90. Philosophia Christi: Volume > 10 > Issue: 2
Mark McLeod-Harrison Hales’s Argument for Philosophical Relativism
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Steven Hales defends philosophical relativism by arguing that rational intuition, Christian revelation, and shamanistic use of hallucinogens generate true but conflicting propositions. The alternatives to relativism are naturalistic nihilism and skepticism, both of which he rejects, leaving us with a limited, philosophical relativism. I summarize Hales’s position and undermine its defense by criticizing the handling of skepticism, proposing another way out of the trilemma.
91. Philosophia Christi: Volume > 10 > Issue: 2
Graham Oppy Paley’s Argument Revisited: Reply to Schupbach
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In “Paley’s Argument for Design,” I argued for the view that, contrary to received opinion, Paley’s argument for design is a deductive argument that is subject to decisive objections. In “Paley’s Inductive Inference to Design,” Schupbach argues that I fail to show that Paley’s argument for design is a deductive argument, whence it surely follows that the objections that I raised are irrelevant. While I think that Schupbach overstates the case against the view that Paley’s argument for design is a deductive argument, I am persuaded that, at best, it is unclear whether or not we should hold that Paley’s argument is deductive. However, I insist that it does not matter whether Paley’s argument is deductive or inductive: what matters is that the kinds of objections that I raised in “Paley’s Argument for Design” serve to defeat Paley’s argument even if it is properly taken to be an inductive argument.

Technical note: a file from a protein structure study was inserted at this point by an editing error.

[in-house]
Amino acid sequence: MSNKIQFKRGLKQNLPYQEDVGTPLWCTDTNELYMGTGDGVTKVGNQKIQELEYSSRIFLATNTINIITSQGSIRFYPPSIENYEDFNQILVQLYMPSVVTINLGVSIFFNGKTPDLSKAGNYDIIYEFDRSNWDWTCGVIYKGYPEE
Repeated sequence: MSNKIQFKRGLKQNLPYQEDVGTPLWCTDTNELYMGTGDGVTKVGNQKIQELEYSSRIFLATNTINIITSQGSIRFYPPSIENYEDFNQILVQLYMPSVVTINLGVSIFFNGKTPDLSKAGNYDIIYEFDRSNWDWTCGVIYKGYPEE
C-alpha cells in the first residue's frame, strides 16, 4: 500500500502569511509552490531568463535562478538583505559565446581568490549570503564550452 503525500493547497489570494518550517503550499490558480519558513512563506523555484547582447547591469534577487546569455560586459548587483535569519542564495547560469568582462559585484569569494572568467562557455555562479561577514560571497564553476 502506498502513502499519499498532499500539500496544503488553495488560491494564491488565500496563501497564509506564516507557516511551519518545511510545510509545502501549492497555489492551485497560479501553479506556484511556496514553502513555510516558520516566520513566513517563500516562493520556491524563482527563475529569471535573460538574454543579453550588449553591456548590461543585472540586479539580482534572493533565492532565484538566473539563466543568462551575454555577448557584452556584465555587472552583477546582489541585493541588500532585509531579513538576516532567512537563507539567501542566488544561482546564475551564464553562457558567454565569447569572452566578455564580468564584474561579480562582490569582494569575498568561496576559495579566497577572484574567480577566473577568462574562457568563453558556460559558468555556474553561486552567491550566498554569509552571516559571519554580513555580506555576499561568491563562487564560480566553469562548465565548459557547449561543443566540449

92. Philosophia Christi: Volume > 10 > Issue: 2
Paul Copan Comments and Questions on Evil and the Justice of God: A Friendly Response to N. T. Wright
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Theologian N. T. Wright’s book Evil and the Justice of God offers a biblical response to the problem of evil without attempting to “solve” the issue, but to shed light on the problem from a Christian theological perspective. This essay affirms Wright’s approach, but notes the need for greater clarity of the ontological language related to evil. The essay also seeks further answers to questions regarding animal suffering and the fall as well as the role of (just) force in preventing gross evils and restoring peace.